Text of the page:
A 401(k) plan doesn’t have an expense ratio, per se, but the overall cost of the plan includes the expense ratios of the funds in an investor’s account, as well as other charges like plan administration fees and the like.
So what is a good 401(k) expense ratio? Ideally, the lower the fees for the plan the better, including the expense ratios of the investments in the account, because fees can lower portfolio growth substantially over time.
While investors don’t have control over the basic costs of their 401(k) plan, they can opt to choose investments with lower expense ratios, e.g. under 0.50% if possible.
What Are Reasonable Fees for a 401(k)?
To determine the amount you’re paying for a 401(k) plan, divide the total plan cost (usually available on your 401(k) statement) by your total investment.
Expense ratios can vary among plans for a variety of reasons, including how the 401(k) account is managed, the administrative fees, the record-keeping costs, and so on. While investors don’t have any say over the built-in costs of the 401(k) plan — that’s set by the plan administrator and/or your employer — investors can manage their own investment costs.
Choosing Lower-Cost Funds
In passively managed funds (where a portfolio mirrors a market index like the S&P 500), the expense ratio is typically lower as compared to actively managed funds, which might charge between 0.5% and 1.0% or more. Actively managed funds have a fund manager who employs different buying and selling strategies. Generally, this is because more work is being done on the manager’s part in an active strategy vs. a passive strategy.
Note that active investing can refer to individual investors, but the philosophy of making trades to exceed market returns also drives actively managed funds.
Passive strategies generally have expense ratios under 0.50%. Exchange-traded funds (ETFs) usually follow a passive strategy and can have expense ratios under 0.25%.
Why Fees Matter
Over time, just one or even half a percentage point could potentially make an impact on a retirement account. That impact could in turn mean the difference between retiring when planned, vs. working a few more years until the overall investment grows. A lower expense ratio could help an investor maximize their 401(k).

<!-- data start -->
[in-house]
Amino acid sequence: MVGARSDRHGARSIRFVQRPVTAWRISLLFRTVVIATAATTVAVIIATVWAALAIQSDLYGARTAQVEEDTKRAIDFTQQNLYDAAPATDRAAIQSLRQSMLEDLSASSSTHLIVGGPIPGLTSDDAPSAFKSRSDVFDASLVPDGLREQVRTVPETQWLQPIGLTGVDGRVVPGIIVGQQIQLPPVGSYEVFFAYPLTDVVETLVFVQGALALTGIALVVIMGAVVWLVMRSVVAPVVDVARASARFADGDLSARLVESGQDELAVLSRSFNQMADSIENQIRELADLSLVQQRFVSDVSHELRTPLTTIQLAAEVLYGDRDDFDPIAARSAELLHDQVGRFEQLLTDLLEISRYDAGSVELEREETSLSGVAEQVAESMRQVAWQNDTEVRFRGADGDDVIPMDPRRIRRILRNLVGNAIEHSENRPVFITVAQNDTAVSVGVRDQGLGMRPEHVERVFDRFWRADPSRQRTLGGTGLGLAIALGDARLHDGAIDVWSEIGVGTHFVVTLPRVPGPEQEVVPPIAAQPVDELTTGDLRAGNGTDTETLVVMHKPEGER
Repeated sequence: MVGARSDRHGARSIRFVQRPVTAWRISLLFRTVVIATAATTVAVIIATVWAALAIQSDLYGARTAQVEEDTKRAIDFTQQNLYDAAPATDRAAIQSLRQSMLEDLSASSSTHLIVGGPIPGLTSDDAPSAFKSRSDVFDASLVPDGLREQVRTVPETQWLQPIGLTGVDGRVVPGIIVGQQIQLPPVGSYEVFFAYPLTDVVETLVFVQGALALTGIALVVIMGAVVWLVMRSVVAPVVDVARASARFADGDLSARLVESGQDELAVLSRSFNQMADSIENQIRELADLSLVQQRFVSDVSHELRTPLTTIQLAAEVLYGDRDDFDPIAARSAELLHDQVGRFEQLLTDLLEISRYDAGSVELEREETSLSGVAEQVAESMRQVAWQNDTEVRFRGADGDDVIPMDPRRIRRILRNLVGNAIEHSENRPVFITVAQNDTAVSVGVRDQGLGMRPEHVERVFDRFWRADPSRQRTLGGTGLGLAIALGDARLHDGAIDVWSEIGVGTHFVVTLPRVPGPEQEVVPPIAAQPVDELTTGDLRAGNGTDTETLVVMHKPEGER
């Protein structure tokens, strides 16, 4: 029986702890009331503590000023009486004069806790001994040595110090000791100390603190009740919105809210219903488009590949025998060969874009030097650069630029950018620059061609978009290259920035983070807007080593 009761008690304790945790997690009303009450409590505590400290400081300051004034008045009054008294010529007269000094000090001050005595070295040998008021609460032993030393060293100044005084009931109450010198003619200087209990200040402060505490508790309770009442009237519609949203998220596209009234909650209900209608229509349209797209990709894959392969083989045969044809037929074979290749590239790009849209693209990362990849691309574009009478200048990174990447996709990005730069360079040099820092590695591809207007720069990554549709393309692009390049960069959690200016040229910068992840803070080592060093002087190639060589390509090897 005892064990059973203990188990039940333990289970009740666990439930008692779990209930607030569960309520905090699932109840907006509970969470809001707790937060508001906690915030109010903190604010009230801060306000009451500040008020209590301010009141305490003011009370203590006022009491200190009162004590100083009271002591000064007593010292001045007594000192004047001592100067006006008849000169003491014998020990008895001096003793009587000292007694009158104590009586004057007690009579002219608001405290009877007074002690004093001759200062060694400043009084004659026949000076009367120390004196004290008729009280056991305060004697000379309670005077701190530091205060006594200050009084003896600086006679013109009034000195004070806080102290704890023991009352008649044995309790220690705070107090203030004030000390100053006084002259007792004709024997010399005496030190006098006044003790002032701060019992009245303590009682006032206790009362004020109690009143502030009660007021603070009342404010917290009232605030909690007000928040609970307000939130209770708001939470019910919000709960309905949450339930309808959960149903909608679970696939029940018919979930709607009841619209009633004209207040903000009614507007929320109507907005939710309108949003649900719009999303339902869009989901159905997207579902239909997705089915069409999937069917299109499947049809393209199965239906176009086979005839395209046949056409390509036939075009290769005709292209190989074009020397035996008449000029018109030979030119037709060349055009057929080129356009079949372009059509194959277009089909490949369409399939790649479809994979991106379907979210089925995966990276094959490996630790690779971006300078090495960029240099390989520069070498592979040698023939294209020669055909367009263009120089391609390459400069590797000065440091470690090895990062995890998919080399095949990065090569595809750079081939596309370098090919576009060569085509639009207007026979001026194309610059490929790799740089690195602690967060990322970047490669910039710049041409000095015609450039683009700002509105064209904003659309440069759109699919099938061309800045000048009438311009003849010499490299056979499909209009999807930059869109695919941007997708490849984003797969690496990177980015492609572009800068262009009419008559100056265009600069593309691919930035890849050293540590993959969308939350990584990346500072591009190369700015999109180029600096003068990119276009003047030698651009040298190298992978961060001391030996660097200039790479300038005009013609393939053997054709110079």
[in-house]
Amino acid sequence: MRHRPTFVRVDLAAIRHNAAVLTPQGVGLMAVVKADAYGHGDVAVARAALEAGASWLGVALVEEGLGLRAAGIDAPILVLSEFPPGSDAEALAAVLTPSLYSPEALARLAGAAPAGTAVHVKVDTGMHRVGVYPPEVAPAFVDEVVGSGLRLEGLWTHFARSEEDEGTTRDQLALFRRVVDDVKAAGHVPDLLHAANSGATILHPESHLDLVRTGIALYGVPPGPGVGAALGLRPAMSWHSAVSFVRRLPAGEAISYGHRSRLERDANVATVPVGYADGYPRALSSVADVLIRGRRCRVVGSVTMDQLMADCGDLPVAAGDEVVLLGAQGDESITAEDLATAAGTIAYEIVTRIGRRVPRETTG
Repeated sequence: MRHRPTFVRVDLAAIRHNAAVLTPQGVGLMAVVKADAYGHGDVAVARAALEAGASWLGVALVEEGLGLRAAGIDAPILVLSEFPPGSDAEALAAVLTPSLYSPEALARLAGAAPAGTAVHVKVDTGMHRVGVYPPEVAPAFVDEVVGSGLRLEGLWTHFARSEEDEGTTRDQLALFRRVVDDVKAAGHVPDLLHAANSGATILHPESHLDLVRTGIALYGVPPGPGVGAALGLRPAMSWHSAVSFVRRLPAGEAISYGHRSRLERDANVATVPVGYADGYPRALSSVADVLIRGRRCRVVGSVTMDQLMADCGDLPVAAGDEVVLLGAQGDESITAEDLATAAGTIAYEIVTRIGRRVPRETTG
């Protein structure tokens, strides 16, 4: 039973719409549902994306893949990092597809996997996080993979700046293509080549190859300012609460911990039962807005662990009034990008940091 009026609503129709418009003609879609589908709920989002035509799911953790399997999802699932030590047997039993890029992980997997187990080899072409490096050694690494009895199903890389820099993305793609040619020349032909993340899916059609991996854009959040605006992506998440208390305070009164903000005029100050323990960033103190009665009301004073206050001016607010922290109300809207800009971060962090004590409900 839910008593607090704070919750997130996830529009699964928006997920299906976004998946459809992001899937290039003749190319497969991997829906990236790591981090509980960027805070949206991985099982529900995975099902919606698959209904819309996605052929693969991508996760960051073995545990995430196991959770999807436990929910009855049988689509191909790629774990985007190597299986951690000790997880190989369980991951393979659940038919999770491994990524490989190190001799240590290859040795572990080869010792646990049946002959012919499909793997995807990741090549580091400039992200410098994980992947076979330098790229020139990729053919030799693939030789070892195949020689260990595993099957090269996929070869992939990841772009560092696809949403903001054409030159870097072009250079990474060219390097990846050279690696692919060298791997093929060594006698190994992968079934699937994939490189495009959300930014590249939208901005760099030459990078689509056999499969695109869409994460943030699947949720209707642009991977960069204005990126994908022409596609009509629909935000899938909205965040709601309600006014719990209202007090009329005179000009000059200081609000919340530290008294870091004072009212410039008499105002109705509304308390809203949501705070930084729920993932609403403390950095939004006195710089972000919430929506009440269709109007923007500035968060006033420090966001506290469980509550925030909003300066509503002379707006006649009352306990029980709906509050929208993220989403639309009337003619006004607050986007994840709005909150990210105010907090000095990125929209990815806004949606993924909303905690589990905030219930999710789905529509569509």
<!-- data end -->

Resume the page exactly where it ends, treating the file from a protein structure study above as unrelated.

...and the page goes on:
For example, a well-known Government Accountability Office analysis from 2006 found that someone who invests $20,000 every year for 20 years in a 401(k) plan that costs 1.5% per year to operate is likely to end up with 17% less than someone whose plan costs just 0.50%. The analysis concluded that after 20 years, that half a percentage point meant the difference of more than $10,000. Similar studies on the impact of fees have found similar results.
Until relatively recently 401(k) expense ratio information wasn’t public, and even now it can be somewhat difficult to locate.
How to Reduce Your Expense Ratio
Before an investor can attempt to reduce their expense ratio, they need to be familiar with what it is.
Until relatively recently 401(k) expense ratio information was not public, and even now it can be somewhat difficult to locate. In 2007, the Securities and Exchange Commission (SEC) approved an amendment requiring the disclosure of these fees and expenses in mutual fund performance and sales materials.
Today, there are a few ways to get the information — and take action:
• Read the fine print. Look closely at 401(k) participant fee disclosure notices, which participants should receive at least annually with any plan. Or look for the current information in a funder’s prospectus on their website. Building on the 2007 amendment, the DOL introduced a rule in 2012 to improve transparency around the fees and expenses to workers in 401(k) retirement plans.
• Ask outright. Investors seeking more information might also choose to call their fund’s client services number directly to get the most up-to-date information on plan costs. Investors who work with a financial advisor can also ask their advisor for this information, as well as their opinions on these expenses.
◦ Evaluate your funds. It can also be helpful to look at the funds being offered by an employer, provider, or broker to see if there is a similar fund that comes with lower expenses. Investors may be able to find the investments they want at a cheaper price, even within their current 401(k) plan.
For investors whose 401(k) plan is not through a current full-time employer — a common situation when people change jobs — they may want to consider a rollover IRA in order to pay lower fees and gain access to a wider array of investments.
There’s no magic number that indicates a 401(k) expense ratio is too high or just right, and all plans are different. But if you take into account the cost of your investments in addition to the plan itself, you shouldn’t be paying much more than about 1.0% to 1.50%, all in.
Under federal law, employers have a fiduciary duty to offer reasonably priced options and to monitor the quality of the 401(k) plan they offer. The more an investor knows about their current plan, the better equipped they are to make compelling arguments for how to improve their plan.
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